only knew what you cast from you in your splendid way!—Ah well, there’s
one satisfaction, if you’re not mine, my Gwen, you’re no man’s. Ah, my
poor Gwen, my darling, God keep you!”

He stooped down over her and for a minute or two let her breath come and
go on his cheek, then he stood up and went to his writing-table, and let
his face fall heavily into his hands.

When he looked up at last at a slight soft rustle of silk, there had
gone out of it for ever the look of cool buoyant youth, which was its
distinguishing characteristic.

When Gwen awoke the blinds were up and it was dusk, and the tea had just
been brought in.

“Three hours at the very least,” she thought with much discomfort, as
she sipped her tea, “and watched by him the whole time!”

When she had finished her tea she was rising to leave the room.

Her husband stopped her.

“Will you please sit down again for a few minutes?”

“The dressing bell has gone,” she said unwillingly.

“That doesn’t matter,” he said, “we can be late for once. I fancy,” he
went on coolly, “that your pride is of a sufficiently rational and
well-bred order not to think itself obliged to make any difficulties
about money matters.”

“I will do as you wish in the matter.”

“And if any emergency arises requiring your interference, will you
consent to act?”

“Yes,” she said simply.

“And now,” he said, “comes the question of how this business is to be
presented to the world.”

She raised her head impatiently. “The world won’t trouble itself with
me.”

“You’ll escape better than most women, but you won’t get off scot-free,
you are a woman and the world is the world. I will make the matter right
at the Clubs; you want to go to your mother for a short time, and I wish
to go to Africa where delays are apt to occur, and I have a convenient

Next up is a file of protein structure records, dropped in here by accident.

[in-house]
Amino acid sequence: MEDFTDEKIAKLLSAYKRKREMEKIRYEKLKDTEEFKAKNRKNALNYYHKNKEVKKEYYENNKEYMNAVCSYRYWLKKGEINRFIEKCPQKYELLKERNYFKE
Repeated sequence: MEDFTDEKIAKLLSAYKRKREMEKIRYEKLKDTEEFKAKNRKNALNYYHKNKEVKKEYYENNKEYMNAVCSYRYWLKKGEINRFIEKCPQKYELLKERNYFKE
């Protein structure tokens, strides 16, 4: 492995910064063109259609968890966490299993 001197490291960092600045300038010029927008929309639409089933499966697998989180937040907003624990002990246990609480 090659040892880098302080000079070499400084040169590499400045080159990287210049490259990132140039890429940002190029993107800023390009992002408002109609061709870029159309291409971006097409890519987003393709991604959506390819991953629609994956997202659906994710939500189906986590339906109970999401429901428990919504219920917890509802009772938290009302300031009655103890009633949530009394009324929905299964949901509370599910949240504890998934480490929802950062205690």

reputation for vagabondage. If I were you I would immediately inform
every woman of your acquaintance of our arrangement in a candid spirit
of information. And, Gwen, as the most awful misfortune that ever befell
a child is to be cast on the world without a mother, see that your care
for this mother’s health, and when the time of peril comes for her life,
is as great as mine would be.”

“I shall not betray your trust in any way,” she said quietly.

“I shall not trouble you to write, I shall find other means of hearing
of you. But even if you are dying, Gwen, and I know it, I shall not come
to you unless you distinctly and in your right mind ask me to do so;
then, dear, I shall come; otherwise, and later on, we can make definite
arrangements. Good-bye, Gwen, good-bye, dear.”

He went to the door and held it open to let her pass.

She paused and turned her two sad eyes on him.

“Go, child,” he said gently, “go quickly.”

When she had gone he locked the door and fell on the sofa, still warm
from her sleeping body, and fought down his agony in decent silence.
Then he washed and dressed, and went down to his dinner.



                            CHAPTER XXXVII.